Guy Who Boasted Of Hanging Out With The ‘First Guy To Storm The Capital’ Loses Libel Suit Against Person Who Pointed This Out

from the someone-drawing-a-logical-conclusion-is-not-a-cause-of-action dept

The truth remains the best defense against bogus defamation claims. And strong anti-SLAPP laws ensure the person being wrongfully accused of defamation gets to walk away with some of the anti-speech bully’s money.

That’s what happened here in this case highlighted by Eric Goldman. In an extremely ill-advised move, plaintiff Chad Burmeister created a Facebook post in which he labeled himself as “First guy to storm the capital today” while attending a Washington, D.C. “Stop the Steal” rally on January 6, 2021. This isn’t something someone imagined happened. It did happen and its part of the court record. This is taken from federal court decision [PDF]:

So, there’s the post by Burmeister, declaring himself to be on the frontline of the upcoming assault on democracy. But when someone pointed this out, Burmeister got litigious. The genesis of this lawsuit is, of all places, the social media platform hardly anyone considers to be a social media platform. From the decision:

This defamation case is about a LinkedIn post in which Defendant Alan Saldich wrote that Plaintiff Chad Burmeister had “participated in the seditious takeover” of the Capitol on January 6, 2021. Plaintiff alleges that on January 7, 2021, Saldich, acting in his capacity as Chief Marketing Officer of Corelight, published the following:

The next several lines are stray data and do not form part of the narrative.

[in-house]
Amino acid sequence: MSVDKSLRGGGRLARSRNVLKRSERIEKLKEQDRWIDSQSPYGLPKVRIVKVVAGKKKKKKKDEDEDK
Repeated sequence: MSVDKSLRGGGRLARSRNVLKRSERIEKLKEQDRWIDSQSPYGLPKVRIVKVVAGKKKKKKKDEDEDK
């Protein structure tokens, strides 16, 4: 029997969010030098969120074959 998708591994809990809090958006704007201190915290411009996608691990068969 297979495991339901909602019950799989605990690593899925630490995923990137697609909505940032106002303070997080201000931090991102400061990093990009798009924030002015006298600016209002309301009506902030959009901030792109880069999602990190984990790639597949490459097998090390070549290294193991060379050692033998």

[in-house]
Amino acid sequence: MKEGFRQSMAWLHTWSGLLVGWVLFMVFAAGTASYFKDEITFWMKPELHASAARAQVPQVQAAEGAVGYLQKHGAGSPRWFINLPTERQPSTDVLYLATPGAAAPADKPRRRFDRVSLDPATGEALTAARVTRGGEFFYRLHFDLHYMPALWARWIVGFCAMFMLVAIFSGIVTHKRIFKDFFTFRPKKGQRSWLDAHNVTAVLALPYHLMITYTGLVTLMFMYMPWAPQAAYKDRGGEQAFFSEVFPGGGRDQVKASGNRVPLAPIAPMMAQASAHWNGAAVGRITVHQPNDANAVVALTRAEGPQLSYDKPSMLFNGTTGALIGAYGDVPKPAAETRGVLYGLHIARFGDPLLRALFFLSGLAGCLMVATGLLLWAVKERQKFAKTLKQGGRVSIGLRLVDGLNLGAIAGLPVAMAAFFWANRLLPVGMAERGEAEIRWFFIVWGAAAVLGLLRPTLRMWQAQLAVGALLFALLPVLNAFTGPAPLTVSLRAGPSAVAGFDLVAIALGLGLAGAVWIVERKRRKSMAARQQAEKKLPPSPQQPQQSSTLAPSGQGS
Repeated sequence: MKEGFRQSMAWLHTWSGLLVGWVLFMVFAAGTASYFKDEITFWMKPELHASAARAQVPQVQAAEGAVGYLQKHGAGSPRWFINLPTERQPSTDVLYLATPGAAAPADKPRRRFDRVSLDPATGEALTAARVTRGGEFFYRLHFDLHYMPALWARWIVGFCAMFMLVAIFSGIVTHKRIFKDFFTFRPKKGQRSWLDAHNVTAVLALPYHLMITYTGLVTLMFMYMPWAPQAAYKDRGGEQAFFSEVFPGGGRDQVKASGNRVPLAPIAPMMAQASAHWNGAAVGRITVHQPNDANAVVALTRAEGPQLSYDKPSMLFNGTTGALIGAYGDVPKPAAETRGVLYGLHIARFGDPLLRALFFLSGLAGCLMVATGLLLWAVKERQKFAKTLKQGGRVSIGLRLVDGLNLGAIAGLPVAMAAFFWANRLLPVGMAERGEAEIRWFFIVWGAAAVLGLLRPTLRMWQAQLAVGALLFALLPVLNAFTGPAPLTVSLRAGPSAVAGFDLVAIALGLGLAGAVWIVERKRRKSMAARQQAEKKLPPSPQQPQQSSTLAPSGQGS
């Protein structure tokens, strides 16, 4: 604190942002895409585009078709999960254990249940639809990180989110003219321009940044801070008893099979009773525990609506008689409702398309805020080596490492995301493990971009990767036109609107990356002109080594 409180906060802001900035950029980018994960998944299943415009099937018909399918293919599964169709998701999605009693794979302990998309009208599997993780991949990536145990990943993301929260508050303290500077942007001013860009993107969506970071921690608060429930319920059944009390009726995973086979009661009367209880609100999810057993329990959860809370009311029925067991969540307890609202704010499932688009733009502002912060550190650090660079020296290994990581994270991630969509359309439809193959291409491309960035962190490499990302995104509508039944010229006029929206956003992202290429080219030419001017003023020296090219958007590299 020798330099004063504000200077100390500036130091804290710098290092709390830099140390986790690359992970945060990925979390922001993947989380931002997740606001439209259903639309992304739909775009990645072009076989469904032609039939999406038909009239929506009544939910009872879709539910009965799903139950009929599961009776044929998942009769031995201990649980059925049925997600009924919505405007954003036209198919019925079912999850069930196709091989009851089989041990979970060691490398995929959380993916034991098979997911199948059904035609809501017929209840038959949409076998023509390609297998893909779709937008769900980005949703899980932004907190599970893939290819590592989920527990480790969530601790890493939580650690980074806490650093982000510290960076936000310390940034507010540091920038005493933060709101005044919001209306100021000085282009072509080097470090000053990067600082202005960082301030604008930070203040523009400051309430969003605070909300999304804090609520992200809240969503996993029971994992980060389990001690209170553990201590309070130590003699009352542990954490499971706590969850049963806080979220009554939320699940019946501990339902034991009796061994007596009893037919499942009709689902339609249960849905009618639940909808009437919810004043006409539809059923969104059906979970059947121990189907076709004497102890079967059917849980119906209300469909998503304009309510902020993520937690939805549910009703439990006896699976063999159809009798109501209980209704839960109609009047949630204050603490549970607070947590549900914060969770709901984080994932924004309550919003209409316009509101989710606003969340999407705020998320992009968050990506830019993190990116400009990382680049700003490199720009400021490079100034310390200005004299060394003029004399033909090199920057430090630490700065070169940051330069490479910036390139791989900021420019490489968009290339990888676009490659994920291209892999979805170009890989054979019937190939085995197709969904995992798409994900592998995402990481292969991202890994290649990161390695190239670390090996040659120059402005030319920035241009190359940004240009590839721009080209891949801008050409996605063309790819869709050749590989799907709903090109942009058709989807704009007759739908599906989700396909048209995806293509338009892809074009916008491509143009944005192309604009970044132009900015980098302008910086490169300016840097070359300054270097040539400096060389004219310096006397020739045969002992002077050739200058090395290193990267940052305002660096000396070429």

Normally I’d stay away from political commentary on LinkedIn, but today I’d like to highlight the actions of a former colleague, Chad Burmeister . . . from Littleton, CO who participated in the seditious takeover of the capitol on Wednesday. I have severed my connection with him here, and encourage all who are connected with him to do the same. It’s disgraceful. If you want to watch the video, it’s part of this . . . .

Saldich included a link to an article featuring a video segment of Next with Kyle Clark (“Clark Report”) from local news station 9News. The article had an image of Plaintiff and a caption stating “Coloradan who claims to storm the [Capitol] building heads home.” In the video, 9News anchor Kyle Clark states that Plaintiff bragged about being the “First guy to storm the capital [sic] today” in a selfie posted on Facebook, later changed to “Peaceful march to the capital [sic].” A screenshot of the Facebook post appeared on the face of Saldich’s LinkedIn post and in the video segment

The screenshot is the one seen above. The news report is this one, which rebuts a local politician’s claims about Antifa raiding the Capitol with social media posts from non-Antifa Coloradans like the litigious Burmeister.

Burmeister felt harmed by his own speech. So, he naturally sued someone else.

Plaintiff alleges that the LinkedIn post damaged his reputation and career as a business owner, including causing a colleague to cancel a $250,000 order with Plaintiff’s company. He alleges that hundreds of users read the post and left “almost universally negative” comments, and that he has received anonymous death threats. Based on these allegations, Plaintiff brings state law claims for libel, trade libel, and false light invasion of privacy.